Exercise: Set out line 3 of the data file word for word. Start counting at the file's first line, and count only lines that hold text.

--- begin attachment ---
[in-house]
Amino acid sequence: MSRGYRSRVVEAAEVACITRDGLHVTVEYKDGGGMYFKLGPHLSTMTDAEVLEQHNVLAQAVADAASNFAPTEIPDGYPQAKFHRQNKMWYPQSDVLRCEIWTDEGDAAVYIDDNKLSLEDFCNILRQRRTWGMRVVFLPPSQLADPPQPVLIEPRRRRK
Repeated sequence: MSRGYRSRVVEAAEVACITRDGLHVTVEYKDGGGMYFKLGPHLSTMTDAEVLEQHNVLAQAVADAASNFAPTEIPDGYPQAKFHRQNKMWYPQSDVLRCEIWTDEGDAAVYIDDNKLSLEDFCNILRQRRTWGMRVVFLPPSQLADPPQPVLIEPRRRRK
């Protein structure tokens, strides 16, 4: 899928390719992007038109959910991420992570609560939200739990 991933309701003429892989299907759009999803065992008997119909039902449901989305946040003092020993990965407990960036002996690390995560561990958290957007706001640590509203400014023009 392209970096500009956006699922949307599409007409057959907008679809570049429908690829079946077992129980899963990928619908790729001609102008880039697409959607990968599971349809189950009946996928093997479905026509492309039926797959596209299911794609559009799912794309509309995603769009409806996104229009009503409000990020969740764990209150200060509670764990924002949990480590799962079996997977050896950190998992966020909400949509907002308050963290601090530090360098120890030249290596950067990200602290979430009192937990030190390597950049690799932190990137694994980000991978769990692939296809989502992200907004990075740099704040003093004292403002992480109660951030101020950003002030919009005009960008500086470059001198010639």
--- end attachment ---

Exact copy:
Repeated sequence: MSRGYRSRVVEAAEVACITRDGLHVTVEYKDGGGMYFKLGPHLSTMTDAEVLEQHNVLAQAVADAASNFAPTEIPDGYPQAKFHRQNKMWYPQSDVLRCEIWTDEGDAAVYIDDNKLSLEDFCNILRQRRTWGMRVVFLPPSQLADPPQPVLIEPRRRRK